The assembly of Celtic-2015-16 continued apace yesterday with the arrival of Saidy Janko (19) from on a four year contract. Saidy spent the second half of last season on loan to Bolton Wanderers, under Neil Lennon, in one of the game’s most bizarre transfers.
Manchester United were happy to allow Janko to go to Bolton in the winder transfer window but his absence would have left their U21 team short. They needed a defender so Bolton offered Andy Kellett. Kellett had only been in the field a total of 85 minutes in his Bolton career and had been farmed out to Portsmouth earlier in the season. So it came as a surprise when Neil Lennon called to say “Pack your stuff, you’re going on loan to Manchester United”.
Saidy arrived in Manchester from Zurich as a 17-year-old right back but now plays all right-side positions. There are things I like about this transfer: he’s been watched by the manager and scouts and was high on the wanted list. The success rate of players who have been well-scouted is vastly better than players who arrive after glowing references from respected names in the game, but where the Lennoxtown guys have only seen rare glimpses of the target.
It’s heartening to read glowing references from those who have watched him in England but references don’t mean he’ll make it at Celtic.
The use of New St Mirren Park by Celtic for a friendly game was not in itself controversial. Before being liquidated, Rangers used the same venue for youth games, and Celtic have often used Excelsior Stadium Airdrie for the same purpose.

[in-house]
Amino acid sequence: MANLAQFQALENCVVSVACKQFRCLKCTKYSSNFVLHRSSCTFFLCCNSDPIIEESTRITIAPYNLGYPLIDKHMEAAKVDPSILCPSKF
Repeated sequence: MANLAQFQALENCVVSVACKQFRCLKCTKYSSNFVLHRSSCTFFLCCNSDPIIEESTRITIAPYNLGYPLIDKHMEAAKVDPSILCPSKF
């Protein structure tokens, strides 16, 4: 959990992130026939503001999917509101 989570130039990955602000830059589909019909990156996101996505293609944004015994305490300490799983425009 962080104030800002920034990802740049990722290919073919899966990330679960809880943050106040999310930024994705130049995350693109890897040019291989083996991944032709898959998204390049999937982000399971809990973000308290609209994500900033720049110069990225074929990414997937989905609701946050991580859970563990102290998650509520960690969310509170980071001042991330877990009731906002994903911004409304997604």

But when photos emerged early yesterday of Celtic livery above the club shop, temporarily stocked with Celtic merchandise, it stirred something within St Mirren fans. They don’t mind their stadium being used by another club in return for cash, but for some, sensitivities need to be observed.
I can’t say I was remotely bothered by Commonwealth Games livery at Celtic Park last year, nor would I have raised an eyebrow to the Celtic Superstore being handed over for the sale of Commonwealth memorabilia, very few of us were. However, I have some sympathy for St Mirren fans. We were in a position of strength when we agreed to the Commonwealth deal, St Mirren have just been relegated and most fans expect their stay in the Championship to be more than a single season.
Yesterday’s livery was an indication of St Mirren’s place in the world, not so much a Celtic competitor, more a facilitator, who survived for years on a dividend from Celtic fans’ TV subscriptions.
Paisley is big enough to support a vibrant community club, but it’s too close to Glasgow to build an independently resourced competitor, they are not an Aberdeen, Dundee United, Dundee (maybe still), Hibs or Hearts. We have a handful of economically viable tier one football clubs and should nurture them accordingly, while aligning community clubs to focus on what should be their strengths.
Imagine, for a second, TV money concentrated on six clubs, not 42. These clubs would harvest the talent from a community feeder system and have the opportunity to build a sustainable businesses.